Bishop Diego High School is hoping to start non-contact conditioning workouts for its football team and other fall sports teams on July 6, provided the school receives approval from the Santa Barbara County Public Health Department.
“We are optimistic that we will be able to return on July 6,” said Aaron Skinner, associate athletic director. “This initial return, also referred to as Phase 1 in the CIF guidelines, will look nothing like normal sport-specific practices, as social distancing will be enforced, no shared equipment will be allowed, and we will only be able to work in pods of 10 or fewer, among other rules.”
The Santa Barbara Unified School District has developed a plan and a checklist for the safe reopening of fall sports athletics at Santa Barbara High, San Marcos and Dos Pueblos.
A potential start date has yet to be determined for athletes to begin conditioning workouts under strict guidelines.
“We are still working through some of the details with district officials,” one athletic director said. “The rise in local cases and hospitalizations for COVID is complicating things.”
There are several schools throughout the state that have received approval from their local health officials and school officials to start football conditioning workouts.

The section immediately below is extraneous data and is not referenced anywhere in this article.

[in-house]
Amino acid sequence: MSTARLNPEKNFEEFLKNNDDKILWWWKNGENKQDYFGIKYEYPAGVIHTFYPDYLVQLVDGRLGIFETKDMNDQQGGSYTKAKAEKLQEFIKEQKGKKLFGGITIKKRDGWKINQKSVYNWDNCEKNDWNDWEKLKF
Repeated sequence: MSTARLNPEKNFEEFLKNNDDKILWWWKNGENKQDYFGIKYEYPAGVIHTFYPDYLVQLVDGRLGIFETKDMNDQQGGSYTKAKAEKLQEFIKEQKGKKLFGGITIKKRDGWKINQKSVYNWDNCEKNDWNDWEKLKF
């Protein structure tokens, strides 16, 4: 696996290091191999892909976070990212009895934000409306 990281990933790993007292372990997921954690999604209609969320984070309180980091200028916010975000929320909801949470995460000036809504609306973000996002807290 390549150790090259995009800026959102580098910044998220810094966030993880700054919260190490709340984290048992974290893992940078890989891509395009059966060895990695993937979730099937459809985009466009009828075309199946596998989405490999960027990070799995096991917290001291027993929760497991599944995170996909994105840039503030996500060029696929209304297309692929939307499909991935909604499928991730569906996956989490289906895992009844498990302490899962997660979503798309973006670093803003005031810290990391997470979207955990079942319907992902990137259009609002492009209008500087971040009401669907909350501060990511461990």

One public school in northern California, Marysville High, started workouts on June 15, and then five days later suspended them after a member of its football staff learned following a dental visit that an earlier patient at the dentist office in Yuba County had tested positive for the coronavirus, according to a story in the Sacramento Bee.
The football staffer went into quarantine and was later tested for the virus. The tests both came up negative.
“Our football kids are frustrated,” coach Jeff Freeman told the Bee. “They want to work out, be together. Parents are frustrated but are understanding. We know this isn’t an easy decision but it’s the right one. We knew that if something occurs, or the possibility of something happening with a positive test, that we have to keep our athletes and their families safe.”
Freeman added: “We try to be as safe as possible, doing everything the right way, including work-station pods and distancing and constant cleansing, and we weren’t sure when our staffer was in contact or was even in contact with the person who was positive, so to be safe, let’s just go ahead and suspend drills for two weeks.
“We also found out that all the people who work at the dental office had tested negative, so that’s a good sign.”
The CIF State office plans to announce on July 20 if the fall sports season will start as scheduled. If it doesn’t due to ongoing public health and safety concerns, the governing body of high school sports is prepared to offer alternative calendars.